This article speaks as to if things are getting better or worse for working Americas. The conclusion is more akin that things are no longer getting worse.
Explaining the recent decline in the unemployment rate
by Lisa Barrow, senior economist Federal Reserve Bank of Chicago
The unemployment rate fell by nearly 1 percentage point between November 2010 and March 2011. Was this drop due to unemployed workers exhausting their unemployment insurance (UI) benefits and choosing to stop looking for work or due to more positive labor market developments, such as fewer workers losing their jobs or more workers finding new jobs?
The recent sizable drop in the unemployment rate seems to be have been largely driven by the decline in the LFS [Labor Force Status] flow from employment to unemployment
In this Chicago Fed Letter, I [Lisa Barrow] examine the data on labor force status (LFS) flows from the U.S. Bureau of Labor Statistics’ Current Population Survey (CPS) to assess their contributions to the recent decline in the unemployment rate. I conclude that this decline seems to have been driven by a decline in the number of employed persons becoming unemployed rather than by either an increase in the unemployed becoming employed or an increase in the unemployed leaving the labor force.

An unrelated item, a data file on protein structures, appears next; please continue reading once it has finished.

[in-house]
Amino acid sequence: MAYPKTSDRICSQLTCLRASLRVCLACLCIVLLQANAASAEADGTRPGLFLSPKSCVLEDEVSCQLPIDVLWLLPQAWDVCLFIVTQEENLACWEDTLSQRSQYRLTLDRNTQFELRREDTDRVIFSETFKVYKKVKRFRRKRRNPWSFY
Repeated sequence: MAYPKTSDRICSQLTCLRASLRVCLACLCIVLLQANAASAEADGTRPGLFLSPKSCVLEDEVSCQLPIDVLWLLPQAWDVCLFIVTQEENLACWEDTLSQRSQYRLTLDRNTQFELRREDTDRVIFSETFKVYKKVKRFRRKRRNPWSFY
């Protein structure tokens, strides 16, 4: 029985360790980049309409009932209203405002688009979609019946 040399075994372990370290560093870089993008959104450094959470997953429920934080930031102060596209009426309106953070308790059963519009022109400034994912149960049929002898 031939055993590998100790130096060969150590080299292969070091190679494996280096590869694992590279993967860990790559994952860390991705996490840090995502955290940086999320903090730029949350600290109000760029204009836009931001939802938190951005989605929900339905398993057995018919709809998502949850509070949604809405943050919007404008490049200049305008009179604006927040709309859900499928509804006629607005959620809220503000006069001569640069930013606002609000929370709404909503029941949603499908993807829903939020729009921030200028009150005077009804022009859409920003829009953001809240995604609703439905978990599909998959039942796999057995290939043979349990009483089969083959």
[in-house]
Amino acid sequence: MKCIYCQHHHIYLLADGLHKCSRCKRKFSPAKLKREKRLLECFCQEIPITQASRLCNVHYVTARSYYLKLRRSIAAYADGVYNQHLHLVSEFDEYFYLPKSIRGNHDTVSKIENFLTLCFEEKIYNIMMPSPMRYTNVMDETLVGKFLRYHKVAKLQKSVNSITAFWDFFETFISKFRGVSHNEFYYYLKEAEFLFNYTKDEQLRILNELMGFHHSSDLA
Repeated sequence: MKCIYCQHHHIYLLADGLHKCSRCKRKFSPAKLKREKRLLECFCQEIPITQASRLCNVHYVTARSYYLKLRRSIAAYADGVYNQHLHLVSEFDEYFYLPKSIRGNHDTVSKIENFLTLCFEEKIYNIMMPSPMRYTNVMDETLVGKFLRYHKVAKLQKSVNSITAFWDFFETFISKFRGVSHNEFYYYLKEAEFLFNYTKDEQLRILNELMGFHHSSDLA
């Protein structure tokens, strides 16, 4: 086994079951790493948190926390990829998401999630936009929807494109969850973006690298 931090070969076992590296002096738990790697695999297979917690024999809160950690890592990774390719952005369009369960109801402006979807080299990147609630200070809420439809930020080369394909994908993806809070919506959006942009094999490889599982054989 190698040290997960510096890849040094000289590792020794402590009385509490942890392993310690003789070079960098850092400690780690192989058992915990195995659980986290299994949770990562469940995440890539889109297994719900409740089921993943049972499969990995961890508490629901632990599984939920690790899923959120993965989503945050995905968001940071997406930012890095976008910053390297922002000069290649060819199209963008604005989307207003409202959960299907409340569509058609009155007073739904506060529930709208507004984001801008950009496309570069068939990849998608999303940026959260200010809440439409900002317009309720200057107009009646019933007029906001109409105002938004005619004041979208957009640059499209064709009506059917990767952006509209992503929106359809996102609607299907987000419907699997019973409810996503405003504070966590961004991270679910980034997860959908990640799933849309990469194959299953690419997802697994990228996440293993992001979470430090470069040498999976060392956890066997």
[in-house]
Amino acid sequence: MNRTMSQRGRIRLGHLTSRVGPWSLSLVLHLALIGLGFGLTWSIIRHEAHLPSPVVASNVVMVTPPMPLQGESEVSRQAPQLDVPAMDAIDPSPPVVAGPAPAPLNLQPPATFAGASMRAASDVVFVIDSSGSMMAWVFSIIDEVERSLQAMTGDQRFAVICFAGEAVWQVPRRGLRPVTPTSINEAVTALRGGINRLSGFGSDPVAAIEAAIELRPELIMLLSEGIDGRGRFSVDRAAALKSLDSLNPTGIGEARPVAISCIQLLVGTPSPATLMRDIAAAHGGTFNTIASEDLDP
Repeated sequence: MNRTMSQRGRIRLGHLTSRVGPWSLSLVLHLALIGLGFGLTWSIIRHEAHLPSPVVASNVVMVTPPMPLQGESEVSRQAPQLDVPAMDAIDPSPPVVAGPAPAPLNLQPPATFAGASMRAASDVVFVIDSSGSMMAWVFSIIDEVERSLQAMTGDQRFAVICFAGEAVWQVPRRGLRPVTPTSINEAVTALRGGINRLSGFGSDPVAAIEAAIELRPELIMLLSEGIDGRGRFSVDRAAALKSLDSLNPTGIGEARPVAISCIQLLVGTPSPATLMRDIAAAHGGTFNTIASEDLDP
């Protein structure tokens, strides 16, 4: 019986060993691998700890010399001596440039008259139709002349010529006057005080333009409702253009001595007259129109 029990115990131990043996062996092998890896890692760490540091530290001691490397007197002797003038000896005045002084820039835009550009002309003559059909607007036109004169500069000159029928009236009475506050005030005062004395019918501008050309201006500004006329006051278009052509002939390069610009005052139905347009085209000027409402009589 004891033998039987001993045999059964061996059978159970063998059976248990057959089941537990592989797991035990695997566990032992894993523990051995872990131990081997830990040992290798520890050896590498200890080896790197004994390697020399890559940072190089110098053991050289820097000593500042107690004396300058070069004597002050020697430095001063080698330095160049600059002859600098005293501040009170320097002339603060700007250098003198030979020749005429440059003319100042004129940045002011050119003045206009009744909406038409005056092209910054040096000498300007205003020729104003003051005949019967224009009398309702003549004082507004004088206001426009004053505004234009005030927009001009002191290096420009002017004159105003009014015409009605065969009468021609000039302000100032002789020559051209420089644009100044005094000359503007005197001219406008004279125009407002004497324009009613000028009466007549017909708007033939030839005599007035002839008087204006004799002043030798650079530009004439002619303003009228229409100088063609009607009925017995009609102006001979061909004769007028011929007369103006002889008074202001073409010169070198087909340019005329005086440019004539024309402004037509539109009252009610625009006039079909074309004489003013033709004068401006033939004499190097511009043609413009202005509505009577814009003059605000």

The entire study is available at: http://www.chicagofed.org/digital_assets/publications/chicago_fed_letter/2011/cfljune2011_287.pdf